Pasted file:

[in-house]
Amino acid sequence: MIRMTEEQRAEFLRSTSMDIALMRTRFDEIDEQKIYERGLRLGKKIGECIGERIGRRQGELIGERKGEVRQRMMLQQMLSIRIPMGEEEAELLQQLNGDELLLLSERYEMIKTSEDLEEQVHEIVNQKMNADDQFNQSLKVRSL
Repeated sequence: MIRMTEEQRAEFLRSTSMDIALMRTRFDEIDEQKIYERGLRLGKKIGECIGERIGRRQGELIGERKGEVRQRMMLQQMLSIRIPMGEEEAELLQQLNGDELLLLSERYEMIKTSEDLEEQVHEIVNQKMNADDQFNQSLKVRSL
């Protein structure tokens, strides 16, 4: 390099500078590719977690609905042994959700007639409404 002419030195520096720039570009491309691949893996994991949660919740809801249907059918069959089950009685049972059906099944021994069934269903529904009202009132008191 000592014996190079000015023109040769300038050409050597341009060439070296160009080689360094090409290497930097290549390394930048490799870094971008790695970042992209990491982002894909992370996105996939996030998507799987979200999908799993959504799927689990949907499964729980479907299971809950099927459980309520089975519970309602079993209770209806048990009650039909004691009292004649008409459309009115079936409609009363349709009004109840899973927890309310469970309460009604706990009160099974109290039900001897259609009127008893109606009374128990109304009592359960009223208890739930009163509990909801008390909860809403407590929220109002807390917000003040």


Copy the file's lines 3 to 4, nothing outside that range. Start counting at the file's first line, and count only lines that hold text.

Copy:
Repeated sequence: MIRMTEEQRAEFLRSTSMDIALMRTRFDEIDEQKIYERGLRLGKKIGECIGERIGRRQGELIGERKGEVRQRMMLQQMLSIRIPMGEEEAELLQQLNGDELLLLSERYEMIKTSEDLEEQVHEIVNQKMNADDQFNQSLKVRSL
């Protein structure tokens, strides 16, 4: 390099500078590719977690609905042994959700007639409404 002419030195520096720039570009491309691949893996994991949660919740809801249907059918069959089950009685049972059906099944021994069934269903529904009202009132008191 000592014996190079000015023109040769300038050409050597341009060439070296160009080689360094090409290497930097290549390394930048490799870094971008790695970042992209990491982002894909992370996105996939996030998507799987979200999908799993959504799927689990949907499964729980479907299971809950099927459980309520089975519970309602079993209770209806048990009650039909004691009292004649008409459309009115079936409609009363349709009004109840899973927890309310469970309460009604706990009160099974109290039900001897259609009127008893109606009374128990109304009592359960009223208890739930009163509990909801008390909860809403407590929220109002807390917000003040």